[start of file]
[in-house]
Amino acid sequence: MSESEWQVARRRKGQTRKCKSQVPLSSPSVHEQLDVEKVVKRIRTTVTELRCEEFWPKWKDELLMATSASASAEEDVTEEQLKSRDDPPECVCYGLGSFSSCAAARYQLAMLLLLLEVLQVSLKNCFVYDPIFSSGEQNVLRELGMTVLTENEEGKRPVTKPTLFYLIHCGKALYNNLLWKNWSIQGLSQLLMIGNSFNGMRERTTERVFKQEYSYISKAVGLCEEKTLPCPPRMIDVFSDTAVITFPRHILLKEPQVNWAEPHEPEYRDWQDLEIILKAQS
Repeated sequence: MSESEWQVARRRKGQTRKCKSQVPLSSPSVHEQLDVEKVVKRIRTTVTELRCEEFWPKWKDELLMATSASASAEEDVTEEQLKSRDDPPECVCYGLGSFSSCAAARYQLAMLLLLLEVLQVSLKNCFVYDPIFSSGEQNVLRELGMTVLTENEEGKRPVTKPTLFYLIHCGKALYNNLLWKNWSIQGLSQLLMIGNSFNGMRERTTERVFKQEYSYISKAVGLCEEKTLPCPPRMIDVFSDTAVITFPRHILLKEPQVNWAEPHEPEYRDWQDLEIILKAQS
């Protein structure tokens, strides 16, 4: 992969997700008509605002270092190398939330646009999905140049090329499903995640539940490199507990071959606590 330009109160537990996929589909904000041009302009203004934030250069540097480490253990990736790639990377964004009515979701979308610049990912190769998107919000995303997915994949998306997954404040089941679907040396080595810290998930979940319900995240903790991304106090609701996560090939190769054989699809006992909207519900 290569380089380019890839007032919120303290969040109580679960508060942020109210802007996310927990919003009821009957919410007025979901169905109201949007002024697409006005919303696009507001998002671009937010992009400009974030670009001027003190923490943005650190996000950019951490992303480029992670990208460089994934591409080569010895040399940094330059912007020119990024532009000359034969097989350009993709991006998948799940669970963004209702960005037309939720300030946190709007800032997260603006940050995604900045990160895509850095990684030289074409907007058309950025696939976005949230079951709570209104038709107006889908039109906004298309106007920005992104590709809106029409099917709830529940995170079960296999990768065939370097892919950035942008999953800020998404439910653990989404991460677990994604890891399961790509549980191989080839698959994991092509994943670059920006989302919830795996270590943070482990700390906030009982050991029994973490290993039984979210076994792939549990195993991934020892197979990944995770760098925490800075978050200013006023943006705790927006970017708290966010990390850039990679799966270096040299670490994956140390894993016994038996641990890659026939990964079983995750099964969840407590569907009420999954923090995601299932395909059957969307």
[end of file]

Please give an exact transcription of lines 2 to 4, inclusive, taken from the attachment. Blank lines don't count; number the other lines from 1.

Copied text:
Amino acid sequence: MSESEWQVARRRKGQTRKCKSQVPLSSPSVHEQLDVEKVVKRIRTTVTELRCEEFWPKWKDELLMATSASASAEEDVTEEQLKSRDDPPECVCYGLGSFSSCAAARYQLAMLLLLLEVLQVSLKNCFVYDPIFSSGEQNVLRELGMTVLTENEEGKRPVTKPTLFYLIHCGKALYNNLLWKNWSIQGLSQLLMIGNSFNGMRERTTERVFKQEYSYISKAVGLCEEKTLPCPPRMIDVFSDTAVITFPRHILLKEPQVNWAEPHEPEYRDWQDLEIILKAQS
Repeated sequence: MSESEWQVARRRKGQTRKCKSQVPLSSPSVHEQLDVEKVVKRIRTTVTELRCEEFWPKWKDELLMATSASASAEEDVTEEQLKSRDDPPECVCYGLGSFSSCAAARYQLAMLLLLLEVLQVSLKNCFVYDPIFSSGEQNVLRELGMTVLTENEEGKRPVTKPTLFYLIHCGKALYNNLLWKNWSIQGLSQLLMIGNSFNGMRERTTERVFKQEYSYISKAVGLCEEKTLPCPPRMIDVFSDTAVITFPRHILLKEPQVNWAEPHEPEYRDWQDLEIILKAQS
């Protein structure tokens, strides 16, 4: 992969997700008509605002270092190398939330646009999905140049090329499903995640539940490199507990071959606590 330009109160537990996929589909904000041009302009203004934030250069540097480490253990990736790639990377964004009515979701979308610049990912190769998107919000995303997915994949998306997954404040089941679907040396080595810290998930979940319900995240903790991304106090609701996560090939190769054989699809006992909207519900 290569380089380019890839007032919120303290969040109580679960508060942020109210802007996310927990919003009821009957919410007025979901169905109201949007002024697409006005919303696009507001998002671009937010992009400009974030670009001027003190923490943005650190996000950019951490992303480029992670990208460089994934591409080569010895040399940094330059912007020119990024532009000359034969097989350009993709991006998948799940669970963004209702960005037309939720300030946190709007800032997260603006940050995604900045990160895509850095990684030289074409907007058309950025696939976005949230079951709570209104038709107006889908039109906004298309106007920005992104590709809106029409099917709830529940995170079960296999990768065939370097892919950035942008999953800020998404439910653990989404991460677990994604890891399961790509549980191989080839698959994991092509994943670059920006989302919830795996270590943070482990700390906030009982050991029994973490290993039984979210076994792939549990195993991934020892197979990944995770760098925490800075978050200013006023943006705790927006970017708290966010990390850039990679799966270096040299670490994956140390894993016994038996641990890659026939990964079983995750099964969840407590569907009420999954923090995601299932395909059957969307």